Election Panel Can Be Sued
By Richard Carelli
Associated Press Writer
Monday, June 1, 1998; 11:31 a.m. EDT WASHINGTON (AP) Private citizens can sue the Federal Election Commission over its decision not to require certain groups to disclose their election campaign spending, the Supreme Court ruled today.
But the 6-3 decision spared, at least for now, a pro-Israel lobbying group from telling how much money it contributed to political candidates' election campaigns.
Writing for the court, Justice Stephen G. Breyer said the commission should determine under its new rules whether expenditures made by the American Israel Public Affairs Committee (AIPAC) were "membership communications" that would not have to be reported to the federal agency.
That left undecided the major issue the justices had under study: Whether AIPAC should be considered a political committee subject to federal campaign regulations on spending and reporting.
Such a ruling could have provided important new guidelines for spending "dos" and "don'ts" under the complex federal campaign funding system now in place.
In other action today, the court:
In the campaign spending case, a group of politically active individuals opposed to AIPAC's views on foreign policy in the Middle East filed a complaint with the commission in 1989, alleging that AIPAC had violated the Federal Election Campaign Act. Denied satisfaction by the commission, they then sued.
Today's decision said those individuals correctly were allowed to pursue the lawsuit.
Under federal campaign law, groups found to be political committees must file periodic reports with the FEC, among other things identifying anyone from whom they receive more than $200. Political committees also are banned from contributing more than $1,000 to any candidate.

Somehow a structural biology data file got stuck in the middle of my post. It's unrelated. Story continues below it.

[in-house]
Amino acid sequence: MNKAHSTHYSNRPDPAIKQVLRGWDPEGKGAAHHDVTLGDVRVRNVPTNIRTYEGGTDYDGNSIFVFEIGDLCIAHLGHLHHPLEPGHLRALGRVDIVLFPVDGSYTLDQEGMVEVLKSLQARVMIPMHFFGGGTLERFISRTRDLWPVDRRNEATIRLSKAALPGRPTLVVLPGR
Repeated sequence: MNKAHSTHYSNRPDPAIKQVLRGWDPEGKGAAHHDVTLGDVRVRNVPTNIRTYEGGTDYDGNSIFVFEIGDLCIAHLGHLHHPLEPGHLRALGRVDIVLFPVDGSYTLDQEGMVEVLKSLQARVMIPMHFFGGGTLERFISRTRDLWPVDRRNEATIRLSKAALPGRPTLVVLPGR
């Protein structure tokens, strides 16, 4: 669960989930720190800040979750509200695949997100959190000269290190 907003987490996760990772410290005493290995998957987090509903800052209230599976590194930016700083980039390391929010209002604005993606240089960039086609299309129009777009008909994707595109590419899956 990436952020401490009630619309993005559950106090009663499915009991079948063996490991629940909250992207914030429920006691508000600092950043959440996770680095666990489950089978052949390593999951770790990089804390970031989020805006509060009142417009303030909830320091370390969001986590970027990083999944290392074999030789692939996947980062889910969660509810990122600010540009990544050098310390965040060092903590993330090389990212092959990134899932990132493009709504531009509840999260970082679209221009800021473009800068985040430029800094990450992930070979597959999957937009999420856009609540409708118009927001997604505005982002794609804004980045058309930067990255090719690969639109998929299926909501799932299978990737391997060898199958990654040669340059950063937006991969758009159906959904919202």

One of the complaining individuals who sued the commission is Paul Findlay, a former congressman from Illinois whose 1982 election defeat AIPAC allegedly aided. Another is James Akins, former U.S. ambassador to Saudi Arabia.
The commission determined that AIPAC probably had made campaign contributions exceeding $1,000 but found that the lobbying group was not a political committee within the meaning of the federal campaign law because its campaign-related activities were only a small part of its overall mission not its major purpose.
A federal judge found the commission's interpretation of the campaign law to be a reasonable one, but the U.S. Circuit Court of Appeals for the District of Columbia ruled that the percentage of a group's campaign-related activities should not be a factor.
"An organization spending its entire $1 million budget on campaign activity would be a political committee while another organization spending $1 million of its $100 million budget on campaign activity would not," the appeals court said in a 9-2 decision in late 1996.
The appeals court had sent the case back to the federal judge for further study but said the commission's factual findings "indicate that AIPAC should be classified as a political committee."
In today's decision, Breyer said cited the "unusual and complex circumstances" of the case that requires further study by the commission.
"The FEC should proceed to determine whether or not AIPAC's expenditures qualify as 'membership communications' and thereby fall outside the scope of 'expenditures' that could qualify it as a political committee," Breyer said.
He was joined by Chief Justice William H. Rehnquist and Justices John Paul Stevens, Anthony M. Kennedy, David H. Souter and Ruth Bader Ginsburg.
Justices Antonin Scalia, Sandra Day O'Connor and Clarence Thomas dissented. Writing for the three, Scalia said private citizens should not be allowed to challenge FEC determinations not to require financial reports by certain groups.
The case is FEC vs. Akins, 96-1590.
© Copyright 1998 The Associated Press